Management's discussion and analysis ("MD&A") of financial condition and results
of operations is provided as a supplement to and should be read in conjunction
with the unaudited condensed consolidated financial statements and related notes
to enhance the understanding of our results of operations, financial condition
and cash flows. This MD&A contains forward-looking statements within the meaning
of Section 27A of the Securities Act of 1933 and Section 21E of the Securities
Exchange Act of 1934, including statements that involve expectations, plans or
intentions (such as those relating to future business, future results of
operations or financial condition, including with respect to the anticipated
effects of COVID-19 and related government actions). You can identify these
forward-looking statements by words such as "may," "will," "would," "should,"
"could," "expect," "anticipate," "believe," "estimate," "intend," "plan" and
other similar expressions. These forward-looking statements involve risks and
uncertainties that could cause our actual results to differ materially from
those expressed or implied in our forward-looking statements. This MD&A should
be read in conjunction with the MD&A included in our Annual Report on Form 10-K
for the fiscal year ended October 31, 2021, as filed with the SEC on January 12,
2022 (the "2021 Form 10-K"). References in this document to "Volt," "Company,"
"we," "us" and "our" mean Volt Information Sciences, Inc. and our consolidated
subsidiaries, unless the context requires otherwise. The statements below should
also be read in conjunction with the description of the risks and uncertainties
set forth from time to time in our reports and other filings made with the SEC,
including under Part I, "Item 1A. Risk Factors" of the 2021 Form 10-K and Part
II, "Item 1A. Risk Factors" of this report. We do not intend, and undertake no
obligation except as required by law, to update any of our forward-looking
statements after the date of this report to reflect actual results or future
events or circumstances. Given these risks and uncertainties, readers are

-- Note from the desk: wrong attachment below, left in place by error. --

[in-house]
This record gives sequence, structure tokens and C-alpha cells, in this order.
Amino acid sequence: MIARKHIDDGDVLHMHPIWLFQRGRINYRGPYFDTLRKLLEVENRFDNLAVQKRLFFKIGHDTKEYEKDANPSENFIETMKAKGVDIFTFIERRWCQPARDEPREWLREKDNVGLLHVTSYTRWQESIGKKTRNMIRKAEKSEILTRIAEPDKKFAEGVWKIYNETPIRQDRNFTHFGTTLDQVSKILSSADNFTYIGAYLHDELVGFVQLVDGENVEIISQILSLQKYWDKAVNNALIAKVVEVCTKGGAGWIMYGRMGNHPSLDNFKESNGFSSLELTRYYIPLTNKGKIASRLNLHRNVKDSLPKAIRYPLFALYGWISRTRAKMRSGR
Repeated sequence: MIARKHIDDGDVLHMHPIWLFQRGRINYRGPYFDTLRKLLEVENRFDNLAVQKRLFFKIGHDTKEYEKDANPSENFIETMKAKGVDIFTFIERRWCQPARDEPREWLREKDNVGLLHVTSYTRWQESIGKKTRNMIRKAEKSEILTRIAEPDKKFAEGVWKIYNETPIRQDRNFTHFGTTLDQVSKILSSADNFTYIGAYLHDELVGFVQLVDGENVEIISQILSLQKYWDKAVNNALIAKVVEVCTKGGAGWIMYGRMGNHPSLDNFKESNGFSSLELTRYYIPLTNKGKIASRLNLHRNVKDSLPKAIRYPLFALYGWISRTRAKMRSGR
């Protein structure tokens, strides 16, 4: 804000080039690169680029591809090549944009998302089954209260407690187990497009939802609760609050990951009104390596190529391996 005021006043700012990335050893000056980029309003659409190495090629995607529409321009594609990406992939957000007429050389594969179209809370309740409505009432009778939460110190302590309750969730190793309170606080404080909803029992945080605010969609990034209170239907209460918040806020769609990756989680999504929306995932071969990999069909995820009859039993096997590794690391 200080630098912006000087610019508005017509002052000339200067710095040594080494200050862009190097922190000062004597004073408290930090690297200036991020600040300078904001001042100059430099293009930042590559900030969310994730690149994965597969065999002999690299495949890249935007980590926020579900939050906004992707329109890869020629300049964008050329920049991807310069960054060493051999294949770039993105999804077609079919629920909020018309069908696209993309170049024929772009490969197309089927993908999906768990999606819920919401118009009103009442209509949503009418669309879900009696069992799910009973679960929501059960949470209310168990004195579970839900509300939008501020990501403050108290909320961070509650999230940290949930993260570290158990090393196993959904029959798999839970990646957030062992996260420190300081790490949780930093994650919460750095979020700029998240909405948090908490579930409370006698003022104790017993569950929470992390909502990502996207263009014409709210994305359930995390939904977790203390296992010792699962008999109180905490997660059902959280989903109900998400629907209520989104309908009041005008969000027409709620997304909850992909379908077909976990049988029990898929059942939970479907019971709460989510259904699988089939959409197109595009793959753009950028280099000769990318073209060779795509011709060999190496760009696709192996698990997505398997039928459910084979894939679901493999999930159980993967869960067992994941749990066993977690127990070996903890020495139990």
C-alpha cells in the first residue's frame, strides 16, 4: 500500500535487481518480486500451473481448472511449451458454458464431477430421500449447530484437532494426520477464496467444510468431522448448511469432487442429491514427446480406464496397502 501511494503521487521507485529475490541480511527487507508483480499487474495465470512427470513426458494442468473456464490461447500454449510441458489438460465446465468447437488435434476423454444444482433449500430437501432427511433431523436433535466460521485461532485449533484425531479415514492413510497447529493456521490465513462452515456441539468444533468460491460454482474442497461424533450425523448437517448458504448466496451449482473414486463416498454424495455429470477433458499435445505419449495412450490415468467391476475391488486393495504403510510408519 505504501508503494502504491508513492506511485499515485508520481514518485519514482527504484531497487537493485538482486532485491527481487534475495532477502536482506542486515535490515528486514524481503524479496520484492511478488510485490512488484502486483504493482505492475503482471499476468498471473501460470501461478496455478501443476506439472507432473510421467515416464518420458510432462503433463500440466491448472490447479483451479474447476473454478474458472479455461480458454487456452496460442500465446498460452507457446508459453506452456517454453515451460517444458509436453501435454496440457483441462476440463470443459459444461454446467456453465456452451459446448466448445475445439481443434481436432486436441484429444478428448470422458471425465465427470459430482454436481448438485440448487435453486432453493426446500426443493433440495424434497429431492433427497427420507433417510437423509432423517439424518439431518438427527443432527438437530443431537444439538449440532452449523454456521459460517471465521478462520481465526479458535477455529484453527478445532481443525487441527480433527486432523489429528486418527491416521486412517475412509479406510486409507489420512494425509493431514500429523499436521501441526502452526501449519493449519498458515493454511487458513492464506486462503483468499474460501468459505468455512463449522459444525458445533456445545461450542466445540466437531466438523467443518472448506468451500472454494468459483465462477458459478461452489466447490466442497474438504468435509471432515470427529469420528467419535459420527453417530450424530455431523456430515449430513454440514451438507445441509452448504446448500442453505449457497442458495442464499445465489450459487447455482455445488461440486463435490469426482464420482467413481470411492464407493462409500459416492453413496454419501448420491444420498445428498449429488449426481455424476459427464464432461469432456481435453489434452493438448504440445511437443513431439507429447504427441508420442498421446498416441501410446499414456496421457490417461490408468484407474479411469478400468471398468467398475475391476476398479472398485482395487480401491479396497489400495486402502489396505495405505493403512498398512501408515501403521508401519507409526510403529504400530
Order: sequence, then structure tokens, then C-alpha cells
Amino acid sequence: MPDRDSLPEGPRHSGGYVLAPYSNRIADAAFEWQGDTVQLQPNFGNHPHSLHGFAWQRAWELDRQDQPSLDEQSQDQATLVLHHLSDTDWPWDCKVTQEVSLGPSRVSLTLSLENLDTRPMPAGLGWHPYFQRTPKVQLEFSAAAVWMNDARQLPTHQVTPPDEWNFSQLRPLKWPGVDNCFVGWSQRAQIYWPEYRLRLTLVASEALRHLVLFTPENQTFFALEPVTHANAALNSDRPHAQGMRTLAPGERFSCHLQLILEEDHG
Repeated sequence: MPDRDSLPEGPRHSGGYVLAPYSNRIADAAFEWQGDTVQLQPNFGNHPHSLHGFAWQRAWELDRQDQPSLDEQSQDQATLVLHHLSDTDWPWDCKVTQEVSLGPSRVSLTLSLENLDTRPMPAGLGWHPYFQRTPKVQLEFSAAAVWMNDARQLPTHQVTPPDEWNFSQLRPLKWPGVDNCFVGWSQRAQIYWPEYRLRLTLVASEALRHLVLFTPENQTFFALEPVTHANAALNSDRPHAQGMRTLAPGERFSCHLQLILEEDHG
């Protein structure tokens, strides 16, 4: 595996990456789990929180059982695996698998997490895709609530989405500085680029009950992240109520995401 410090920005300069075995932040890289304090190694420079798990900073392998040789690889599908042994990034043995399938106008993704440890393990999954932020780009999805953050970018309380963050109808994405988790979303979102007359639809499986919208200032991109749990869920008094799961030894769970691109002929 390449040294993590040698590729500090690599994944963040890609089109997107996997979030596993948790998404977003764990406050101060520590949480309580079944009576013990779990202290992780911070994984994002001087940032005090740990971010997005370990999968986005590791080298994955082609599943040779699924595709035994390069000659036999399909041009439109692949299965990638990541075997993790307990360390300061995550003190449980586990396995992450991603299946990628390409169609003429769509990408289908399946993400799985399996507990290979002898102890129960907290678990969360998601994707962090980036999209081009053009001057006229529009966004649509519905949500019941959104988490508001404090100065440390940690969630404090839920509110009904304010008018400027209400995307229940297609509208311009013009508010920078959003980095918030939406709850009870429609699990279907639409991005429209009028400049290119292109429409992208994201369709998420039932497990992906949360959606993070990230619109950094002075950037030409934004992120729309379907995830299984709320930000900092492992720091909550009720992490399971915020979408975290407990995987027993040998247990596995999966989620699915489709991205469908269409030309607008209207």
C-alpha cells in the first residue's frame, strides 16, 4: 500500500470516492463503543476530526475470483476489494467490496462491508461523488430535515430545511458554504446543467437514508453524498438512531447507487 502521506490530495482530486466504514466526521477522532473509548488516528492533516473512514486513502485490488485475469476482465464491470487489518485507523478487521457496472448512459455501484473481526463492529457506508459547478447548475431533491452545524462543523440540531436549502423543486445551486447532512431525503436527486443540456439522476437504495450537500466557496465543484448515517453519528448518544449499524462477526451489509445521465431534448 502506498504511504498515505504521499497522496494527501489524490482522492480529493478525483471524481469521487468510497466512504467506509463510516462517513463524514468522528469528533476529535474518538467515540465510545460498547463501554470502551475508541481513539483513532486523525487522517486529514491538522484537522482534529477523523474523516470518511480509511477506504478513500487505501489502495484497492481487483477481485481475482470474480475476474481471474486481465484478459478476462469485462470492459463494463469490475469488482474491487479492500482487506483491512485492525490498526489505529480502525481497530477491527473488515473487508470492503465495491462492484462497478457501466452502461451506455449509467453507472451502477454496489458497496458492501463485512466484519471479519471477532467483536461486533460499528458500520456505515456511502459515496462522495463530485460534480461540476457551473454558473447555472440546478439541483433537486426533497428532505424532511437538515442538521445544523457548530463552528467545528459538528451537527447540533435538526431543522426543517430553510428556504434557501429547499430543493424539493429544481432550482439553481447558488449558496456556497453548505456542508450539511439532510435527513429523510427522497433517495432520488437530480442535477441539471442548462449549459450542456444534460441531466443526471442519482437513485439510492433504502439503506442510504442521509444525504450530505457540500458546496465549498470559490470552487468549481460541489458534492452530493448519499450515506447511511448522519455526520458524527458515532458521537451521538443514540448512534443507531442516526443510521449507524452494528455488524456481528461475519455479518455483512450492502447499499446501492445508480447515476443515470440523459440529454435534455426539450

cautioned not to place undue reliance on such forward-looking statements.

Note regarding the use of non-GAAP financial measures

We have provided certain Non-GAAP financial information, which includes
adjustments for special items and certain line items on a constant currency
basis, as additional information for segment revenue, our consolidated net
income (loss) and segment operating income (loss). These measures are not in
accordance with, or an alternative for, measures prepared in accordance with
generally accepted accounting principles ("GAAP") and may be different from
Non-GAAP measures reported by other companies. Our Non-GAAP measures are
generally presented on a constant currency basis, and exclude (i) the impact of
businesses sold or exited, (ii) the impact from the migration of certain clients
from a traditional staffing model to a managed service model ("MSP transitions")
as we believe that the difference in revenue recognition accounting under each
model of the MSP transitions could be misleading on a comparative period basis
and (iii) the elimination of special items. Special items generally include
impairments, restructuring and severance costs, as well as certain income or
expenses which the Company does not consider indicative of the current and
future period performance. We believe that the use of Non-GAAP measures provides
useful information to management and investors regarding certain financial and
business trends relating to our financial condition and results of operations
because they permit evaluation of the results of operations without the effect
of currency fluctuations or special items that management believes make it more
difficult to understand and evaluate our results of operations.


Our reportable segments are (i) North American Staffing, (ii) International
Staffing and (iii) North American MSP. All other business activities that do not
meet the criteria to be reportable segments are aggregated with corporate
services under the category Corporate and Other. Our reportable segments have
been determined in accordance with our internal management structure, which is
based on operating activities. We evaluate business performance based upon
several metrics, primarily using revenue and segment operating income as the
primary financial measures. We believe segment operating income provides
management and investors a measure to analyze operating performance of each
business segment against historical and competitors' data, although historical
results, including operating income, may not be indicative of future results as
operating income is highly contingent on many factors including the state of the
economy, competitive conditions and customer preferences.

We allocate all support-related costs to the operating segments except for costs
not directly relating to our operating activities such as corporate-wide general
and administrative costs. These costs are not allocated to individual operating
segments because we believe that doing so would not enhance the understanding of
segment operating performance and such costs are not used by management to
measure segment performance.

We report our segment information in accordance with the provisions of the
Financial Accounting Standards Board ("FASB") Accounting Standards Codification